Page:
“A long time ago in a decade far, far away…”

Star Wars premiered 40 years ago today, 25 May 1977.

Star-Wars

Time flies… doesn’t it.

 

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17 Responses to “A long time ago in a decade far, far away…”

  1. majuscule says:

    We were building our house from 1977 to 1978.

    I placed “time capsules” in various places–such as under the drywall.

    If I remember correctly, Star Wars memorabilia figured prominently in these time capsule items (as well as family photos and who knows what else!).

  2. teomatteo says:

    Majuscule said, “as well as family photos and who knows what else!”
    If you find a highly entertaining singing frog put it back!

  3. jarocookies says:

    My parents went to see this movie as their first date! The auspicious beginning to a marriage of almost 37 years. :)

  4. Irish Timothy says:

    Wow! 40 years!! That summer my Aunt took my cousin and I (both 7 years old) to see it. It was cold and rainy out and the old theatre leaked. She went to get car and got two blankets and bundled us up as we watched it. Doesn’t time fly…..

  5. HyacinthClare says:

    My son and I have been texting about this this morning. He was four and was too young to enjoy it in 1977, but when he saw it again when he was six, he was absolutely hooked. We had every “action figure,” sheets and curtains in his bedroom, pictures of him in costume. What happy memories!

  6. jaykay says:

    It didn’t get across the Atlantic to the British Isles until much later in the year, as used to happen back then. I didn’t actually get to see it until early 1978, and even then I only went because I was on my own and to pass the time. I remember I liked it well enough but considered it kids’ stuff, really. When I got back home at the weekend I was reluctant to admit to my “cool” mates that I’d been to it – and then discovered they’d all been as well.

  7. Joy65 says:

    I do well remember the beginning of the Star Wars whole story. WOW time does fly.

  8. Eric says:

    Thirteen months later it was still playing in theaters when I saw it for the first time on my tenth birthday.
    …. oh snap. I guess that means I’m turning….sigh.

  9. I first saw it as a kid at the drive-in with my parents.

    It’s fortunate for George Lucas that he made that first set of Star Wars movies first, rather than the subsequent ones. If he had started out with Jarjar Binks and the hokey dialogue and storylines of the prequels, the world would never have heard of Star Wars.

  10. Liam says:

    That day was my 7th birthday and just after my First Holy Communion. After dinner and cake, my dad took my younger brother and me to an evening showing of Star Wars. I was wholly baffled by the “Episode IV” thing? I knew what episode meant so how could this film be number four?

  11. iamlucky13 says:

    @ HyacinthClare
    “He was four and was too young to enjoy it in 1977”

    In my experience, 4 is not too young to enjoy it. I know I watched and was enthralled by it before I started schooling, so I would have been about 4.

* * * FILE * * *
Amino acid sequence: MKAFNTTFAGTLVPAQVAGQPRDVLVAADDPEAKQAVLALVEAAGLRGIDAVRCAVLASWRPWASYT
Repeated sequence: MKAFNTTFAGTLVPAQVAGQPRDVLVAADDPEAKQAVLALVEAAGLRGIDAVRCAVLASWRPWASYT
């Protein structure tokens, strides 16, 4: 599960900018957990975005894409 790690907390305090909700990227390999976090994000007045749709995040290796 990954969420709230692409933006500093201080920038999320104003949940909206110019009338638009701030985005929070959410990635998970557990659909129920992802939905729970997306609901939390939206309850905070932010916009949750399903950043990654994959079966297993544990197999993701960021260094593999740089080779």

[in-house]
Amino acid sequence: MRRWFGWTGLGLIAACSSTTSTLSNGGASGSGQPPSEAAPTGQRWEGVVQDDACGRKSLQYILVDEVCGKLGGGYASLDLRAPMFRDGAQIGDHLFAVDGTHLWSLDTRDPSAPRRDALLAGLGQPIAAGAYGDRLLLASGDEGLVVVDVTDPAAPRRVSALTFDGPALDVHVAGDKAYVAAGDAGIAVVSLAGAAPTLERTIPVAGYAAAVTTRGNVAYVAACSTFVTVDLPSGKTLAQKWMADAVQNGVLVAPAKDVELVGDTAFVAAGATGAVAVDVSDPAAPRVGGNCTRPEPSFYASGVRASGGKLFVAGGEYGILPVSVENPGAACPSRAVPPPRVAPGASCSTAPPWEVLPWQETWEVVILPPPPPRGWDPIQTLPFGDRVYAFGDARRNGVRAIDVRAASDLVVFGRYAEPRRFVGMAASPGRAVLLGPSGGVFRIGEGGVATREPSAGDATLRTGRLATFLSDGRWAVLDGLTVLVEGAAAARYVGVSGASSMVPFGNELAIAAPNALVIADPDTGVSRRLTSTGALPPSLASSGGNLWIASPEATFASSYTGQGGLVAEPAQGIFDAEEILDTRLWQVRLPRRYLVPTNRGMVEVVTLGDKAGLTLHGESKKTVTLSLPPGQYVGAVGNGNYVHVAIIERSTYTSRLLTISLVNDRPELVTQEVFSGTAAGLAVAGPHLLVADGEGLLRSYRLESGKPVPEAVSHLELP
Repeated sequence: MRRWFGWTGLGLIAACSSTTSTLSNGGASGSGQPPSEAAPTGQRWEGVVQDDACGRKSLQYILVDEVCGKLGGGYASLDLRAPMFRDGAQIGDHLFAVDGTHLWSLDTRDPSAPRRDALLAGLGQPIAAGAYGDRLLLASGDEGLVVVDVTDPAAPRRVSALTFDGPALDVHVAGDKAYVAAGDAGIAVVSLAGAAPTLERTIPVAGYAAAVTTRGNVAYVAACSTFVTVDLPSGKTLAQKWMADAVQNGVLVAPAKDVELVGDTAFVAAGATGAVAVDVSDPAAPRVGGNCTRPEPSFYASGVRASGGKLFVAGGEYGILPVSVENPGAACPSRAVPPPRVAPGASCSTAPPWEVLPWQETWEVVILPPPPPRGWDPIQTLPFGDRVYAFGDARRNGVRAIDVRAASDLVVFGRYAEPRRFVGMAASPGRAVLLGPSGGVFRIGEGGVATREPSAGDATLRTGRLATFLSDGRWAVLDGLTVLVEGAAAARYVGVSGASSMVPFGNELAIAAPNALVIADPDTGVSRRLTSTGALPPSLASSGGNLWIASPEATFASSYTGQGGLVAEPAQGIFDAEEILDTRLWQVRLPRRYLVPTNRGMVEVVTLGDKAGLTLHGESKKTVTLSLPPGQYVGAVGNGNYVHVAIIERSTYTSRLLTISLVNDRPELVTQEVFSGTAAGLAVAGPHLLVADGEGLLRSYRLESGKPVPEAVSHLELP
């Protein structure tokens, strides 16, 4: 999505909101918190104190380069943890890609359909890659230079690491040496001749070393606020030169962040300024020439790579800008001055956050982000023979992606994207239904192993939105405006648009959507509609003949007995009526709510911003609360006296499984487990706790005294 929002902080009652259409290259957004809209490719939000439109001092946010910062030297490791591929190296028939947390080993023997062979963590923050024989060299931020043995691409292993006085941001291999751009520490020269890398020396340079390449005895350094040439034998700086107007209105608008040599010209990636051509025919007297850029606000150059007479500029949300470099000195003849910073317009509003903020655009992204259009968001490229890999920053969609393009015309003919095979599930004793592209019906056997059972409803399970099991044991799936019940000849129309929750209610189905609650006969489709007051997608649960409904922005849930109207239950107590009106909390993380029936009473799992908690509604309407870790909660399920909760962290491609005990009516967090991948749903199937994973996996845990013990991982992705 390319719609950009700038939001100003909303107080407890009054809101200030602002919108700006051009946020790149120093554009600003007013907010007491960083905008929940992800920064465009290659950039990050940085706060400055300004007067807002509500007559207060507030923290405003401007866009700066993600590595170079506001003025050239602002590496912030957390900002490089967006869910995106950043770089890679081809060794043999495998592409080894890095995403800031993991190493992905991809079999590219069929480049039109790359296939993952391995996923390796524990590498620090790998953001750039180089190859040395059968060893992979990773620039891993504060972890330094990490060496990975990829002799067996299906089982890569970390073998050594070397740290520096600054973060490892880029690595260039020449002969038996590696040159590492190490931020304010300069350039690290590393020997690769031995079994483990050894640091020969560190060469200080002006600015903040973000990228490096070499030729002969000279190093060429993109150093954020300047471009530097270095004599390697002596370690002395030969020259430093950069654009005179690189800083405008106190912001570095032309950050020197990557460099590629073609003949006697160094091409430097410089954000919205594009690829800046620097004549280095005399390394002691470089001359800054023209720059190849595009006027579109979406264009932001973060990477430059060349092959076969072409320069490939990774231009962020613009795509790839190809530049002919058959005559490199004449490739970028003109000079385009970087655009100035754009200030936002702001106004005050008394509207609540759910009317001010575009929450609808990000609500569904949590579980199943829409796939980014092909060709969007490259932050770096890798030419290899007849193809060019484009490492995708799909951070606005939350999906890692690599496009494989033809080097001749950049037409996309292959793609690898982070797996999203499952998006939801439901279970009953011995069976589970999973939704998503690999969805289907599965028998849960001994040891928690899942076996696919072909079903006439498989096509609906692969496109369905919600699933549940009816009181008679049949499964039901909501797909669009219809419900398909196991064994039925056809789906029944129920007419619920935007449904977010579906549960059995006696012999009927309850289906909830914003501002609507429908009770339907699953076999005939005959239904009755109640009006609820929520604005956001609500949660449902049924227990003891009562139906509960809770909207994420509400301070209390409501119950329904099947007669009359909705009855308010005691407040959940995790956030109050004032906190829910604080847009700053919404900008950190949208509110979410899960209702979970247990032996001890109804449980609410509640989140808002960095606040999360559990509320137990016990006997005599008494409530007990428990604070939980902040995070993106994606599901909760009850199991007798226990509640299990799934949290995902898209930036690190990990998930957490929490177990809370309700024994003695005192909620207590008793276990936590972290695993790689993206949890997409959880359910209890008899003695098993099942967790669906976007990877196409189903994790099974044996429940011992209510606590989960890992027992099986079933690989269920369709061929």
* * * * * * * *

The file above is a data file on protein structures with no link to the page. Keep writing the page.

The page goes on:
@ Anita Moore
    ” If he had started out with Jarjar Binks and the hokey dialogue and storylines of the prequels, the world would never have heard of Star Wars.”

    If you were to ask Alec Guinness, that was exactly the problem with the original. In an interview in his later years, he claimed it was his idea for Obi-Wan to die. “What I didn’t tell Lucas was that I just couldn’t go on speaking those bloody awful, banal lines.” He was also known to have written friends when he was offered the part that it sounded like “fairy tale rubbish.”

    That said, I think Lucas’ view of what Star Wars should be changed radically as he got older, and even if he had started from Episode 1, the same basic plot would have been put to film in a very different manner. I don’t want to think what Mr. Guinness would have said about The Phantom Menace.

  12. KateD says:

    I had that poster on my wall….right next to the one of Leif Garret on a skateboard….sigh….

  13. James C says:

    Alec Guinness wrote about the Star Wars phenomenon in his excellent memoirs. It’s quite amusing to hear from him about it (this clip is from the audiobook, recorded by Guinness himself): https://youtu.be/86eoCDjDnmc

  14. Grant M says:

    Eheu fugaces…etc

  15. iamlucky13, at least the writers of Alec Guiness’ hokey lines had somewhat of a command of the English language; and whoever wrote Yoda’s lines in The Empire Strikes Back and Return of the Jedi could make his inverted syntax sound believable. (Too bad for Alec Guiness that killing off Obi-Wan didn’t spare him the fairytale rubbish dialogue in the end.)

  16. Fr. Reader says:

    Not born yet…

  17. Tara Tremuit says:

    Alec Guiness was grateful all his life for Star Wars. The royalties allowed him to continue in the less lucrative art of theater, the which art gave him a revulsion for the cheeseball dialogue in Lucas’s script. For example, he changed Lucas’s horrid line, “You must do what you FEEL is right, you know.” to “You must do what you THINK is right, you know.” (Never saw the movie, but it’s in Guiness’s memoir.) One of my earliest memories is of not being allowed to go to this movie when I was four. (Eternally grateful to my parents for not letting me do all the things they did not let me do.) Alec and I share a deep entroublement about how this movie seems to ‘obsess’ the imagination of young children, with the smiling approval of their parents, who stoke the takeover of these young minds with ceaseless offerings to the god of Star Wars merchandise.